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Introduction to IOMMU and ARM SMMU

Wang Xingang2020-11-21IOMMUSMMUDMA

Introduction to the IOMMU

In computing, an input–output memory management unit (IOMMU) is a memory management unit (MMU) that connects a direct-memory-access–capable (DMA-capable) I/O bus to the physical memory. Like a traditional MMU, the IOMMU maps device-visible virtual addresses (also called I/O virtual address, IOVA) to physical addresses (PAs). Different platforms have different IOMMUs, such as the Intel IOMMU—graphics address remapping table (GART) used by PCI Express graphics cards, and System Memory Management Unit (SMMU) used by the ARM platform.

The CPU and devices access the physical memory in the following way:

    +---------------------+
    |      Main Memory    |
    +---------------------+
               |
              pa
               |
         -------------
         |           |
    +--------+   +--------+
    | IOMMU  |   |  MMU   |
    +--------+   +--------+
         |           |
       iova          va
         |           |
    +--------+   +--------+
    | Device |   |  CPU   |
    +--------+   +--------+

Compared with DMA, IOMMU has the following advantages:

  • Large regions of memory can be allocated without the need to be contiguous in physical memory. The IOMMU maps contiguous virtual addresses (VAs) to the fragmented PAs.
  • Devices that do not support memory addresses long enough to address the entire physical memory can still address the entire memory through the IOMMU. For example, x86 computers can address more than 4 GB of memory with the Physical Address Extension (PAE) feature. But an ordinary 32-bit PCI device cannot address the memory above 4 GB. With IOMMU, the device can address the entire physical memory.
  • Memory is protected from malicious devices that are attempting DMA attacks and faulty devices that are attempting errant memory transfers because a device cannot read or write to the mapped physical memory.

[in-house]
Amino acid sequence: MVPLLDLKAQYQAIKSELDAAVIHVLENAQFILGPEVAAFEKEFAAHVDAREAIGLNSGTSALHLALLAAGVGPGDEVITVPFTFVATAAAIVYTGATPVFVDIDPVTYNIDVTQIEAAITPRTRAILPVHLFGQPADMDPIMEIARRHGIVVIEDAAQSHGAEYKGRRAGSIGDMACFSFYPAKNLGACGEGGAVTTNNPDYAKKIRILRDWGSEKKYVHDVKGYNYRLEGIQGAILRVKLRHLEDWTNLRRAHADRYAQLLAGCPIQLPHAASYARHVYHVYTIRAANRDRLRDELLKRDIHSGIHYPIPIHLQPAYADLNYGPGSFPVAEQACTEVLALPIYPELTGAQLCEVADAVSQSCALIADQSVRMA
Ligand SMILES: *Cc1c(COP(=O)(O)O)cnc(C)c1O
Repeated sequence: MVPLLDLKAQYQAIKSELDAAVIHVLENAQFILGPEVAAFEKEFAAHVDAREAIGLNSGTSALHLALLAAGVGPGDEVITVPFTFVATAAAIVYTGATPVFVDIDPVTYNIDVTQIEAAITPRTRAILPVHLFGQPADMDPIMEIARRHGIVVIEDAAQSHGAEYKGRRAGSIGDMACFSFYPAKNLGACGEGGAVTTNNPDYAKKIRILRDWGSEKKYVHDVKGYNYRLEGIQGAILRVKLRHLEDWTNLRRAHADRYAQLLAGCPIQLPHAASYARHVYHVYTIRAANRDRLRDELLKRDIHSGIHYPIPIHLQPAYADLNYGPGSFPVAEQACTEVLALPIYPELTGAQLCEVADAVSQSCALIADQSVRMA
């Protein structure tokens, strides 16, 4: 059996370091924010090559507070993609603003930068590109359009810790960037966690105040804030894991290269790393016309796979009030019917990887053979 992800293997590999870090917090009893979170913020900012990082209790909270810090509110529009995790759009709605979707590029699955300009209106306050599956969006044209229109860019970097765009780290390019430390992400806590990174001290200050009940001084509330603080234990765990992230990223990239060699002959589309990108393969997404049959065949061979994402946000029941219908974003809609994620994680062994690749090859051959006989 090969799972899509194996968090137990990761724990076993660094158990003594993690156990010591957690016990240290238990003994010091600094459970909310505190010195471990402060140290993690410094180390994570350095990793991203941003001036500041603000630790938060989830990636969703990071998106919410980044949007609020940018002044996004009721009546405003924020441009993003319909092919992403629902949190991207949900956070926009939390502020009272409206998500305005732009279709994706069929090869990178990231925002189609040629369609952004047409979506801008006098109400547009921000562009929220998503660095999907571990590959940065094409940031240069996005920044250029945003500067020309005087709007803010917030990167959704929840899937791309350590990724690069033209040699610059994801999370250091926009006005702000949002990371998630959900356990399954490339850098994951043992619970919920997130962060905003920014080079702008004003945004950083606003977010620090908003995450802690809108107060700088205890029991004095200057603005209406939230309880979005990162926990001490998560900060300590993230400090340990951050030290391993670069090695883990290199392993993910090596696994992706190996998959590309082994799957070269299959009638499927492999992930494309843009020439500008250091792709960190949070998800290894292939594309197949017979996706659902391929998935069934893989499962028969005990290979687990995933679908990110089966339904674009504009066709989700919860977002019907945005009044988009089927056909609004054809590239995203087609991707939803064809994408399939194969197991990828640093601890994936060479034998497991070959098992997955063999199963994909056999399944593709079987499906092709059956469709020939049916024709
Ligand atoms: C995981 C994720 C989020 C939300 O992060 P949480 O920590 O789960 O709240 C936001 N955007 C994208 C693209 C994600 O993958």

• In virtualization, a guest OS can use hardware that is not specifically made for virtualization. Higher performance hardware such as graphics cards uses DMA to access memory directly. In a virtual environment, all memory addresses are re-mapped by the virtualization software (such as QEMU), which causes the guest OS fails to access memory using DMA. The IOMMU handles this re-mapping, allowing the drivers to use DMA to access memory in the guest OS.
  • In some architectures IOMMU also performs interrupt re-mapping, in a manner similar to address re-mapping.
  • Peripheral memory paging can be supported by an IOMMU. A peripheral using the PCI-SIG PCIe Address Translation Services (ATS) Page Request Interface (PRI) extension can detect and signal the need for memory manager services.

Compared with DMA, the disadvantages of using the IOMMU include extra performance and memory overhead. Address translation and page fault processing increase performance overhead. In addition, the IOMMU needs to allocate space for the I/O page table in the memory. In some cases, the IOMMU and CPU share the page table to avoid this memory overhead. For example, the device and CPU share the virtual address.

ARM SMMU Data Structure

The SMMU provides the capability of accessing the physical memory by using the IOVA visible to the device. In the system architecture, multiple devices may use the IOVA to access the physical memory through the IOMMU. The IOMMU needs to distinguish different devices, so each device is assigned with a stream ID (SID), which points to the corresponding stream table entry (STE). All STEs exist in the memory as arrays. The SMMU records the start addresses of the STE arrays. When scanning a device, the OS allocates a unique SID to the device. All configurations for the device to access the memory through the IOMMU are written into the STE corresponding to the SID .

Stream table:

                  +-------+
strtab_base ----- | STE 0 |
                  | STE 1 |
StreamID[n:0] ->  | STE 2 |
                  | STE 3 |
                  +-------+

The STE stores the address translation process from the IOVA to the PA. To adapt to the memory access requirement in the virtualization scenario, the SMMU supports two stages of address translation in a similar way to extended page tables (EPTs). Stage 1 translates the VA into an intermediate physical address (IPA), and stage 2 translates the IPA into a PA.